Therefore, during the programming mode of operation the single conductor BLZ is used to transmit "PROGRAM" or "NO PROGRAM" instructions from the PROGRAMMING SECTION B circuitry at the bottom part of the memory circuit of FIG.4 to the PROGRAMMING SECTION A circuitry at the top part of that memory circuit. In addition, the single conductor furnishes ground for the selected 512512 array segment to be programmed. The multi-conductor bus providing the VGO et seq. information need only connect to the upper PROGRAMMING SECTION A circuitry and not to the PROGRAMMING SECTION B circuitry or to the individual 512512 array segments.

It should be noted that when "ones" are programmed, the supply voltage Vcc is introduced into the array because line BLZ is driven to Vcc. However, for most applications, the voltage Vcc is below the level that causes excessive stress.

During the read mode of operation, common signal line BLZ carries data from the array to the SENSE AMPLIFIER, which provides bias voltage to the column being read, which senses whether or not particular cells have been programmed with a data "zero" or a data "one", and which furnishes that data at the SENSE AMP OUT terminal. The sense amplifier circuit shown in FIG. 4 as SENSE AMPLIFIER represents but one example of a sense amplifier that may be used in the memory chip using a common node or line BLZ. In the circuit of FIG. 4, the input terminal VccSA is a reference voltage input.

In summary, the common connection described herein reduces the amount of chip area required to perform read and programming functions, particularly where signals such as read, programming, supply voltage and data signals are generated from remote locations on the memory chip. The common connection is described for an integrated-circuit memory having a control circuit 21, a plurality of MEMORY CELL ARRAYs having column lines 17 and 19, a SENSE AMPLIFIER SECTION circuit, and a programming circuit including a first PROGRAMMING SECTION A part and a second PROGRAMMING SECTION B part. At least one column-line 19 of one memory cell array is selectively connected to a common line/node BLZ upon receiving signals YO et seq. and Zi et seq. from the control circuit 21. The PROGRAMMING SECTION A part of the programming circuit is selectively connected to the common line/node BLZ upon receiving signal ZP from the control circuit 21. The PROGRAMMING SECTION B part of the programming circuit is selectively connected to the common line/node BLZ upon receiving signals CEBOT, SADEC and PE-- from the control circuit 21. The SENSE AMPLIFIER SECTION circuit is selectively connected to the common line/node BLZ upon receiving signal SADEF (being low) from the control circuit 21. The common line/node BLZ may be a conductor extending from a first area of the integrated-circuit memory to a second area of the integrated-circuit memory, the first and second areas including, for example, the PROGRAMMING SECTION A and the PROGRAMMING SECTION B parts of the programming circuit respectively located at opposite ends of the integrated-circuit memory. The PROGRAMMING SECTION A part of the programming circuit may provide a high voltage Vrw to a source-column line 17 of the integrated-circuit memory. The PROGRAMMING SECTION B part of the programming circuit may provide a reference potential Vss and a supply voltage Vcc to the common line/node BLZ, depending on whether or not a particular memory cell 10 is to be programmed.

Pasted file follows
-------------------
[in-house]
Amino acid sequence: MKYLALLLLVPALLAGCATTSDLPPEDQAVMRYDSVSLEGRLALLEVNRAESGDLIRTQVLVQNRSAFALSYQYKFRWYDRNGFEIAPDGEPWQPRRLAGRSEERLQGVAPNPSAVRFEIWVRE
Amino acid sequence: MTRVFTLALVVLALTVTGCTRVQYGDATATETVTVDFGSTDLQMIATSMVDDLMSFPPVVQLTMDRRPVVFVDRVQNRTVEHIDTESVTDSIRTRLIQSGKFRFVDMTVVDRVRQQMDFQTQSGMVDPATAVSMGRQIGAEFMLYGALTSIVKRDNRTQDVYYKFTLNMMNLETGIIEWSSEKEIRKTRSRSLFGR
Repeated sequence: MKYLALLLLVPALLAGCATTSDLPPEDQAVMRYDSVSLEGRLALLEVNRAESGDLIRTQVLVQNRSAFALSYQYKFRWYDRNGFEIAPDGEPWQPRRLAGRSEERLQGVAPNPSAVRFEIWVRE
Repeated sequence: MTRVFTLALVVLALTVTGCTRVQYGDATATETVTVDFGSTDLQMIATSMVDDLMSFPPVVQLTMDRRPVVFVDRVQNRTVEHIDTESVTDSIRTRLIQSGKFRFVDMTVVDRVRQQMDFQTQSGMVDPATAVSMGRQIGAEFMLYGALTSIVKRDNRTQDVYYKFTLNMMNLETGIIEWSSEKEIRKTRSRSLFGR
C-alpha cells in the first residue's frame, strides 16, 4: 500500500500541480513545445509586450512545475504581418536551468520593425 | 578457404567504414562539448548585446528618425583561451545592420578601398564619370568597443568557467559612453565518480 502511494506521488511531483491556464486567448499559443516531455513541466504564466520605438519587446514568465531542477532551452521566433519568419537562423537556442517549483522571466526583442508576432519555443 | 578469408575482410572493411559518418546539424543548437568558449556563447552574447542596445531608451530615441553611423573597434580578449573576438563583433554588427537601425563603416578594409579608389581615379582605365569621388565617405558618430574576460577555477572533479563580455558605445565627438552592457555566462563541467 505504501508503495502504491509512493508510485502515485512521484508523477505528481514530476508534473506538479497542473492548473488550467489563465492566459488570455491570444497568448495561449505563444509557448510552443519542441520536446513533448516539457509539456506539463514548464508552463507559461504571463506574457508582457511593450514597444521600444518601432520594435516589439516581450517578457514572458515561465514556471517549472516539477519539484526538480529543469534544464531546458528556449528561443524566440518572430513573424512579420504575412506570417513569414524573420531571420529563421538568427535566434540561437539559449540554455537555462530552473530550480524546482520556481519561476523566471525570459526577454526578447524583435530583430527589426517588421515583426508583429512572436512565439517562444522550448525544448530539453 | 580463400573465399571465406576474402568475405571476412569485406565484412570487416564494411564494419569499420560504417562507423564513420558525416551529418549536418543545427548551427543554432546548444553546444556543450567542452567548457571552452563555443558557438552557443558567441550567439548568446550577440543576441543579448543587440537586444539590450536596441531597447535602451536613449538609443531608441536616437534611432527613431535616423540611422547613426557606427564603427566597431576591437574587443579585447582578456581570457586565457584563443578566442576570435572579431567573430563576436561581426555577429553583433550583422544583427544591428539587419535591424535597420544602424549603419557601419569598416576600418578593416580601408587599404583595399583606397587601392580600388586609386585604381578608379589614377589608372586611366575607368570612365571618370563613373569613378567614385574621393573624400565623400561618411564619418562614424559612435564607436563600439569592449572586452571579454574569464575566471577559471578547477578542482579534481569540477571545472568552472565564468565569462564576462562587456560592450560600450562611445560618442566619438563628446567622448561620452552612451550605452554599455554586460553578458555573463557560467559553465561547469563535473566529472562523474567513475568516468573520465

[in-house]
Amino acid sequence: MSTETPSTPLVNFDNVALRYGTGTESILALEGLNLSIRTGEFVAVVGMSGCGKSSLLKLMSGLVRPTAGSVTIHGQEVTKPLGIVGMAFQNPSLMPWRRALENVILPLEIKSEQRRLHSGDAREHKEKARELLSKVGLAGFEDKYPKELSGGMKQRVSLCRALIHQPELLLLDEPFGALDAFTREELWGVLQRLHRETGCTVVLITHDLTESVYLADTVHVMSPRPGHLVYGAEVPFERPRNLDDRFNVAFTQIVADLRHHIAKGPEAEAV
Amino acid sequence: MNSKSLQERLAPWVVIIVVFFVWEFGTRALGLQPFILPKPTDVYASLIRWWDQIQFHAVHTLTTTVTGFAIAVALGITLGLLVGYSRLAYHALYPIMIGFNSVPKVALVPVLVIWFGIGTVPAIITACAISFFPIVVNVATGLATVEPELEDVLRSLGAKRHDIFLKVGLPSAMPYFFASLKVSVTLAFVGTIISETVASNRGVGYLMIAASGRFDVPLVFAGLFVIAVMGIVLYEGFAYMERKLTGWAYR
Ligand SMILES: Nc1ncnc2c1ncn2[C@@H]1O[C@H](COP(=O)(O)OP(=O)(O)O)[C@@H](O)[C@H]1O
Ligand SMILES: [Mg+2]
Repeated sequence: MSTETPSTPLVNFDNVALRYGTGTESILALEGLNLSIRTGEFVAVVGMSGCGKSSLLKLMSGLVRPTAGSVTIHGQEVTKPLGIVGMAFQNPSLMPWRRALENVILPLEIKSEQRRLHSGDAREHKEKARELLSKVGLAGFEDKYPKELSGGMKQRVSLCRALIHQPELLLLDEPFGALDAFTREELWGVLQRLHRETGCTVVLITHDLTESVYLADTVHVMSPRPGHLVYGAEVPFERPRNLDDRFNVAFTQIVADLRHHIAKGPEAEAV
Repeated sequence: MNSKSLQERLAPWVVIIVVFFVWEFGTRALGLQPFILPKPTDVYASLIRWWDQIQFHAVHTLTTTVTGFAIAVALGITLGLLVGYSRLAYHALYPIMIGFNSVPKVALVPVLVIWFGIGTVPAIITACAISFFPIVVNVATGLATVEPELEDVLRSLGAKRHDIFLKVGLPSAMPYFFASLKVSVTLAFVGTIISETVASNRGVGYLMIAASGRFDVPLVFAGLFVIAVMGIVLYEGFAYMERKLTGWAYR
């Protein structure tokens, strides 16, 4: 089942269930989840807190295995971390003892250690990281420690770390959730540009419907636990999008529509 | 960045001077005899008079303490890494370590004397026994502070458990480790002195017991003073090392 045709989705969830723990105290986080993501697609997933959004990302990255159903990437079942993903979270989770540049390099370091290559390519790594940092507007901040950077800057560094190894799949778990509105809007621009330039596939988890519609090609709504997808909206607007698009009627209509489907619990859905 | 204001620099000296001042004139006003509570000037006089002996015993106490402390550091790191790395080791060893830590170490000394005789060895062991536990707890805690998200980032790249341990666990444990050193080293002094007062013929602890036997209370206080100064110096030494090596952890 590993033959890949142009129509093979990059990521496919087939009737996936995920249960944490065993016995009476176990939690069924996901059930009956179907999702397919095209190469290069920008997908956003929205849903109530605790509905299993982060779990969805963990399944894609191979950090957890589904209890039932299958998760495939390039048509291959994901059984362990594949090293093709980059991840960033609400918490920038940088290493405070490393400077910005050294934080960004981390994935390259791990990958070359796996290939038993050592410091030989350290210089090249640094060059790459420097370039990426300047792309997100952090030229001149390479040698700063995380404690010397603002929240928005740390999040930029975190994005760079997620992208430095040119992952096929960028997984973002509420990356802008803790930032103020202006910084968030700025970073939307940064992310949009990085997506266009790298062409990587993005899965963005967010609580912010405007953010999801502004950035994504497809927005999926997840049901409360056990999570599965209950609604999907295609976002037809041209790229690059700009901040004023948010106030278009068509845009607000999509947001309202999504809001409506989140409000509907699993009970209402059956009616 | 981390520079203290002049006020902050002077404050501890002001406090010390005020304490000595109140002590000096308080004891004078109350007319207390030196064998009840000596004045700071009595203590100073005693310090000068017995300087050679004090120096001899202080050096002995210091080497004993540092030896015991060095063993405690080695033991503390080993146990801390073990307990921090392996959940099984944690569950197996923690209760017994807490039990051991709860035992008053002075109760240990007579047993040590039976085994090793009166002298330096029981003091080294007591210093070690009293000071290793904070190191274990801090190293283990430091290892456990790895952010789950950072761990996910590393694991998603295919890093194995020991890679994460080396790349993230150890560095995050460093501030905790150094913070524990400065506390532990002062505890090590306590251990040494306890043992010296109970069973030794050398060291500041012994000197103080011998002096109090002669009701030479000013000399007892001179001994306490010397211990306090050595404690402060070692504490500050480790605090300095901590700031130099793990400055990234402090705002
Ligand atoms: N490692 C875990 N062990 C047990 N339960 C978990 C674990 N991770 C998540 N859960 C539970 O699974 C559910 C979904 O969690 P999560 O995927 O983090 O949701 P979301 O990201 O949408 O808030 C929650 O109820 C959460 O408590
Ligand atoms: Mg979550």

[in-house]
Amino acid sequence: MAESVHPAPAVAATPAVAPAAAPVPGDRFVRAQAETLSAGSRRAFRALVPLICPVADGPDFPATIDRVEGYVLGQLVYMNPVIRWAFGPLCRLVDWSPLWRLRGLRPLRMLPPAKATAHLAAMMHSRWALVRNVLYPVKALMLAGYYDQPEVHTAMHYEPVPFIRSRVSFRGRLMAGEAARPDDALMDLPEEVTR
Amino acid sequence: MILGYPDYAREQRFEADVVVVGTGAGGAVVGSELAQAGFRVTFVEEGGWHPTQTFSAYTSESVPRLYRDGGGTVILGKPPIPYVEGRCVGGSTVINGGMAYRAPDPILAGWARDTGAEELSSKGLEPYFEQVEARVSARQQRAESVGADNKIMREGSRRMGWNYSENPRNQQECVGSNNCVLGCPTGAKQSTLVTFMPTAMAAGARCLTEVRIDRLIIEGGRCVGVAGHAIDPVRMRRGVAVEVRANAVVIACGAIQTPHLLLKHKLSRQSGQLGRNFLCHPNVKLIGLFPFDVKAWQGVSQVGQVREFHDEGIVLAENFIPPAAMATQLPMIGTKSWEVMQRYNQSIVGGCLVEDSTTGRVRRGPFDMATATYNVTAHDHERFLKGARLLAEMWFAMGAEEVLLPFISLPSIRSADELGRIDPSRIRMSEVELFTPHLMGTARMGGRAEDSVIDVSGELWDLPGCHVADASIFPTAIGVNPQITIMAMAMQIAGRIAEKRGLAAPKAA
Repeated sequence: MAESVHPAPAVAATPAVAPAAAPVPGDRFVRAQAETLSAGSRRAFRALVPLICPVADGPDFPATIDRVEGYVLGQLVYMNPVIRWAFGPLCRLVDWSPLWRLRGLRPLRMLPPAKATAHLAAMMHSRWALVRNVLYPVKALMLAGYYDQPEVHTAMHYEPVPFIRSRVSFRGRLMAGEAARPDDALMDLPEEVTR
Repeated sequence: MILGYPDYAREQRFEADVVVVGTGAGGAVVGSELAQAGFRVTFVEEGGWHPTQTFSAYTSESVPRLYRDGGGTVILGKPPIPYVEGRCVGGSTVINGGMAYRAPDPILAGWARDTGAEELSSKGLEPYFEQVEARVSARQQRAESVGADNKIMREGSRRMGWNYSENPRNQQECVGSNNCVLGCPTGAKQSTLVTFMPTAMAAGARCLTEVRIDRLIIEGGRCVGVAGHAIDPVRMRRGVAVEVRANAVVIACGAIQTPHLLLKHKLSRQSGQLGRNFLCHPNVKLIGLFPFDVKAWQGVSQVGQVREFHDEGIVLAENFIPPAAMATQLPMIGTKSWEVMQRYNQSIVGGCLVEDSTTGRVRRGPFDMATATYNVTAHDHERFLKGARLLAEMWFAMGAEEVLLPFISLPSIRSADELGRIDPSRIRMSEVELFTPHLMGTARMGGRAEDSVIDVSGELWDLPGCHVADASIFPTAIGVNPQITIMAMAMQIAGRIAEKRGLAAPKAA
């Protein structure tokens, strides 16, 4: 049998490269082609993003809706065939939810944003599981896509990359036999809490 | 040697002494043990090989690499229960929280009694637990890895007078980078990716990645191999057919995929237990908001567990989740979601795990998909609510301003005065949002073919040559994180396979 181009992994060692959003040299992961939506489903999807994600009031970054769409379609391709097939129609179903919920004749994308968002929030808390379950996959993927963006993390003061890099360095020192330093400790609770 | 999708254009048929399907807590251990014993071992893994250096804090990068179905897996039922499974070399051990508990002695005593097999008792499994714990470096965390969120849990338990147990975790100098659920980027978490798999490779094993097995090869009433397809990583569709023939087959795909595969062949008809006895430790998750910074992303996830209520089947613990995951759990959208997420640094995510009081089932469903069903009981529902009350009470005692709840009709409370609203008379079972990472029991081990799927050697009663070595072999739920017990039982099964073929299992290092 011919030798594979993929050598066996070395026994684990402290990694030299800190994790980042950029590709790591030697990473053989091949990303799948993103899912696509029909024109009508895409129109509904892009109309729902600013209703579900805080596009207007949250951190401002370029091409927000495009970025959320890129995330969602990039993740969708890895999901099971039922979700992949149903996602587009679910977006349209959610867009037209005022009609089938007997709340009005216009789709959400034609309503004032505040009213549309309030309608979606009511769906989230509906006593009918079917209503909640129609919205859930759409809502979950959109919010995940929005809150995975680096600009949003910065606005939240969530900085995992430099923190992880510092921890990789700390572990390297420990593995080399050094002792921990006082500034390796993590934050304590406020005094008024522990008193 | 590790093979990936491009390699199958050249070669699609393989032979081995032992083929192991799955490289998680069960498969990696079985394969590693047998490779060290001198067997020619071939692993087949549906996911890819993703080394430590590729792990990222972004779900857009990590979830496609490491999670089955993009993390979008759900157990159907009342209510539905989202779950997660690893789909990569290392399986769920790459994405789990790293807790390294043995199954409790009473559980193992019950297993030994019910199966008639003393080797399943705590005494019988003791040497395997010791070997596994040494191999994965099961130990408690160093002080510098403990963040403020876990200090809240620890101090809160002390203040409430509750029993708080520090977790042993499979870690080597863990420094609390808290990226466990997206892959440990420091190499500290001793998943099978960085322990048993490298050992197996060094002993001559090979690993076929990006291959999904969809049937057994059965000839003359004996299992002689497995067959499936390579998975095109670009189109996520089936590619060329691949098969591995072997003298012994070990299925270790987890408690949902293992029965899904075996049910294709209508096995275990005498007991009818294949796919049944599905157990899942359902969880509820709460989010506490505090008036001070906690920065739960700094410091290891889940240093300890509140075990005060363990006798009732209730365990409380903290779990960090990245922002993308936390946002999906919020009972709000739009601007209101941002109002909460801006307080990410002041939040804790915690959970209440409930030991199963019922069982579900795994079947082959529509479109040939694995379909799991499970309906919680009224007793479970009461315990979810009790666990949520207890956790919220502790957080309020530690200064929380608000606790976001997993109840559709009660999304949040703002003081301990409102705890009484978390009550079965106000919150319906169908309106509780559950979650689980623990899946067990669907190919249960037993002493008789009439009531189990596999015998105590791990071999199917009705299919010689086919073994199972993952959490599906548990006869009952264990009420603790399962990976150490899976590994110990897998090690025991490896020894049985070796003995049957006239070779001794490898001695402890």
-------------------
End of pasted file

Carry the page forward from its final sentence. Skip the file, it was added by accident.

While this invention has been described with respect to an illustrative embodiment, this description is not intended to be construed in a limiting sense. Upon reference to this description, various modifications of the illustrative embodiment, as well as other embodiments of the invention, will be apparent to persons skilled in the art. It is contemplated that the appended claims will cover any such modifications or embodiments that fall within the scope of the invention.

Patent Citations
Cited PatentFiling datePublication dateApplicantTitle
US4860255 *Aug 9, 1988Aug 22, 1989Hitachi, Ltd.Semiconductor memory
Referenced by
Citing PatentFiling datePublication dateApplicantTitle
US5440513 *May 3, 1993Aug 8, 1995Motorola Inc.SRAM with programmable preset data
US5719806 *Jul 8, 1993Feb 17, 1998Yamane; MasatoshiMemory cell array
US5761119 *Jul 12, 1994Jun 2, 1998Kabushiki Kaisha ToshibaNonvolatile semiconductor memory with a plurality of erase decoders connected to erase gates
US5777922 *Oct 18, 1996Jul 7, 1998Hyudai Electronics Industries Co., Ltd.Flash memory device
US5862076 *Jun 30, 1992Jan 19, 1999Waferscale Integration, Inc.Fast EPROM array
US6385088 *Feb 13, 1996May 7, 2002Sony CorporationNon-volatile memory device
US6556503Aug 21, 2001Apr 29, 2003Micron Technology, Inc.Methods and apparatus for reducing decoder area
Classifications
U.S. Classification365/185.13, 365/185.21, 365/185.32, 365/230.03, 365/185.23, 365/189.05, 365/185.16
International ClassificationG11C16/30, G11C17/00, G11C16/06, H01L27/115, H01L21/8247
Cooperative ClassificationG11C16/30
European ClassificationG11C16/30
Legal Events
DateCodeEventDescription
Aug 25, 2004FPAYFee payment
Year of fee payment: 12
Aug 30, 2000FPAYFee payment
Year of fee payment: 8
Jul 1, 1996FPAYFee payment
Year of fee payment: 4
Feb 7, 1991ASAssignment
Owner name: TEXAS INSTRUMENTS INCORPORATED, 13500 NORTH CENTRA
Free format text: ASSIGNMENT OF ASSIGNORS INTEREST.;ASSIGNORS:SCHRECK, JOHN F.;TRUONG, PHAT C.;REEL/FRAME:005615/0064
Effective date: 19910206